It would be hard to call Justin Fields' first weekend in a Bears uniform anything other than a success. After easily passing the initial first impression test on Friday, there were a few more hiccups on Saturday as the Bears installed more of the offense and threw a larger volume into Saturday's session. Still, it's not like Fields struggled.
"What I noticed was the speed when we were in our team periods, the speed on tape didn’t look too fast," Bears head coach Matt Nagy said. "A lot of times, a quarterback can go to the wrong read. A lot of times, the quarterback’s thinking about, ‘How do I take a snap?,' and get the snap and 'Where do I step with the clock — at four o’clock or six o’clock before I fake the play-action? Where do I snap my head and not?' All that stuff that we teach him, he did the first day fairly easily. In an easy way. That’s what we look for. Are you coming back to the coach every three plays asking him to repeat the play-call, because you forgot what the play-call was? Or is practice going pretty rhythmically because you’re going in and out (of the huddle)? He was. That’s a win."
That might be the best way to describe Fields' rookie minicamp without putting too much stock into it -- a win. Fields simply looked smooth -- much like he did at Ohio State -- and made things look easy. That's exactly what you want to see from a rookie quarterback when he gets on the practice field for the first time at this level.
So what does Nagy want to see next?
"When you walk up to the line of scrimmage it can feel like you don't see anything," Nagy said. "You're trying to think of what you saw on the installs and you're trying to figure out what's going on but you really need to be looking to your first wide-vision to the right to see if your Z-receiver is off the ball and your Y-receiver is on the ball. Is your X on the ball? Where's your running back? OK, where's the Mike at? Now, OK, I've got to call before the play clock runs out."
And that's just pre-snap.
"Then, post-snap, there's a disguise in the read with the progression of the defense, rotation," Nagy continued. "So, I want to see that speed up. And I think he's done a really good so far in the little bit that we've seen in this rookie minicamp of doing a good job of post-snap vision, which was a strength of his in college. So that's just got to continue to speed up and you know he's going to get a great opportunity to do that against our defense and I think that's where we're going to have to see, OK, are there a lot of mistakes being made or are there a lot of plays being made? And is it natural and is it easy for him? And that's what we'll evaluate and see. And again, you'll know when you watch it and we'll all feel it as coaches."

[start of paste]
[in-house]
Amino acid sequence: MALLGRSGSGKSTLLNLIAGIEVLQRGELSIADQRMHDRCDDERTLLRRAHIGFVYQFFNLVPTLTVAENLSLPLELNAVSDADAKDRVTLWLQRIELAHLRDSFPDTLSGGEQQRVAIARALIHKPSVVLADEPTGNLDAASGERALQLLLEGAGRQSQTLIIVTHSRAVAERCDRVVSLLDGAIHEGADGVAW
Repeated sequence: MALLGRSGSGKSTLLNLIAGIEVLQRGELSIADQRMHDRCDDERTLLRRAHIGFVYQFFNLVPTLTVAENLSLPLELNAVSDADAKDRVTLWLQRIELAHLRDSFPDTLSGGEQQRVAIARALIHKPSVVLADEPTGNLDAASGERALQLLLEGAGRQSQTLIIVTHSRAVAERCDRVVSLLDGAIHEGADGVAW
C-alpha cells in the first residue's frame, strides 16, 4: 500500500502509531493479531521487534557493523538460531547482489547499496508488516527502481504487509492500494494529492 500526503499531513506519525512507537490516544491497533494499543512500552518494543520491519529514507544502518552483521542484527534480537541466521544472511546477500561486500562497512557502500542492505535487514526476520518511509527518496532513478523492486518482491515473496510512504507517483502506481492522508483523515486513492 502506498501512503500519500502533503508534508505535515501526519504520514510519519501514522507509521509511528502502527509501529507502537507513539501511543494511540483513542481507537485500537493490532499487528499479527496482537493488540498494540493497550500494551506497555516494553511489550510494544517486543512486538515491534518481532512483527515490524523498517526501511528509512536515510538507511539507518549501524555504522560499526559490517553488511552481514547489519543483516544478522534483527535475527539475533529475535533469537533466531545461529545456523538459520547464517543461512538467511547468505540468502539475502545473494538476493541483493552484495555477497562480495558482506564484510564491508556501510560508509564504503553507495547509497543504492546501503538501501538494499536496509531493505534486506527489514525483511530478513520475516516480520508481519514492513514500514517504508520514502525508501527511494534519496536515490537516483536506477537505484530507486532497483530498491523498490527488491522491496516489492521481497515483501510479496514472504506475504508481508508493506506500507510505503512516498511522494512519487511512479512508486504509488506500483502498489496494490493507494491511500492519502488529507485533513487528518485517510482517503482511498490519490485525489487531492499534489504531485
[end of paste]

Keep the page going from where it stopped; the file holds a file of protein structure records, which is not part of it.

The last part of that quote is very important. Everyone wants to know when Fields will play, but this is really a week-by-week evaluation. He passed the first test and now it's on to the next test. Will Fields' mental speed continue pace with the increased practice speed?
The second phase of the offseason program begins Monday, which means veterans (who show up) will mix with the rookies for strength-and-conditioning, virtual meetings, and "class on grass" workouts on the field at "a teaching pace." Essentially, a large foundation of the Bears' offense will be put into Fields' head over the next two weeks and on June 1, he'll get to face the Bears defense in a full-speed, non-contact practice for the first time. There will be seven of those practices over a two-week period, followed by mandatory veteran minicamp. Nagy has made it clear that Andy Dalton will receive the No. 1 reps in practice, but it's unclear if Fields or Nick Foles will work with the second-team. Regardless, it will be a process for Fields, but he certainly has the tools and talent to pass each test. And if he does, there's no doubt he'll keep earning more and more of the reps.
"I think the easiest way for us to simply think about this is it’ll all happen for those quarterbacks. They’ll all play however they’re supposed to play," Nagy said. "We’re all going to see whatever we’re supposed to see and then it’s our job as evaluators of who they are and what their strengths and weaknesses are to make sure that we’re doing everything we can to make the Bears the best team possible. That’s it.”